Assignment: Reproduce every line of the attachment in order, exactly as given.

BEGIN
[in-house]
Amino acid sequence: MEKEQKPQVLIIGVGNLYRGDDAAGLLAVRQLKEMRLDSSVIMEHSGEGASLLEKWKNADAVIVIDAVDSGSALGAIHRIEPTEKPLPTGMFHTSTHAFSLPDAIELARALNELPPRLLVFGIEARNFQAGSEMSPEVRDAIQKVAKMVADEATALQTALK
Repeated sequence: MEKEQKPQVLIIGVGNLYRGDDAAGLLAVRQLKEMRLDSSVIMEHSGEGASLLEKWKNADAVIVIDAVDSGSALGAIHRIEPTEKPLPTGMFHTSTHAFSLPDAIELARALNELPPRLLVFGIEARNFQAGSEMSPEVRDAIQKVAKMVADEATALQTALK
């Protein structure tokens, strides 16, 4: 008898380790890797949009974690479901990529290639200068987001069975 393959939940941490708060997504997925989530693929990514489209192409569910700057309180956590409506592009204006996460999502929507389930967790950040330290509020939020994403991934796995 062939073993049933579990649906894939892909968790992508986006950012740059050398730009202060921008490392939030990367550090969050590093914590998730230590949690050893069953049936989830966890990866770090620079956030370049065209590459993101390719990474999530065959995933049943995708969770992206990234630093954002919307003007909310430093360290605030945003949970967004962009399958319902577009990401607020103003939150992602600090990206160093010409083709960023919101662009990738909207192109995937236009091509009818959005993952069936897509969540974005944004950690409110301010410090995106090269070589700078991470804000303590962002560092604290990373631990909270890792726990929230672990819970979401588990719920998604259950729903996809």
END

[in-house]
Amino acid sequence: MEKEQKPQVLIIGVGNLYRGDDAAGLLAVRQLKEMRLDSSVIMEHSGEGASLLEKWKNADAVIVIDAVDSGSALGAIHRIEPTEKPLPTGMFHTSTHAFSLPDAIELARALNELPPRLLVFGIEARNFQAGSEMSPEVRDAIQKVAKMVADEATALQTALK
Repeated sequence: MEKEQKPQVLIIGVGNLYRGDDAAGLLAVRQLKEMRLDSSVIMEHSGEGASLLEKWKNADAVIVIDAVDSGSALGAIHRIEPTEKPLPTGMFHTSTHAFSLPDAIELARALNELPPRLLVFGIEARNFQAGSEMSPEVRDAIQKVAKMVADEATALQTALK
């Protein structure tokens, strides 16, 4: 008898380790890797949009974690479901990529290639200068987001069975 393959939940941490708060997504997925989530693929990514489209192409569910700057309180956590409506592009204006996460999502929507389930967790950040330290509020939020994403991934796995 062939073993049933579990649906894939892909968790992508986006950012740059050398730009202060921008490392939030990367550090969050590093914590998730230590949690050893069953049936989830966890990866770090620079956030370049065209590459993101390719990474999530065959995933049943995708969770992206990234630093954002919307003007909310430093360290605030945003949970967004962009399958319902577009990401607020103003939150992602600090990206160093010409083709960023919101662009990738909207192109995937236009091509009818959005993952069936897509969540974005944004950690409110301010410090995106090269070589700078991470804000303590962002560092604290990373631990909270890792726990929230672990819970979401588990719920998604259950729903996809």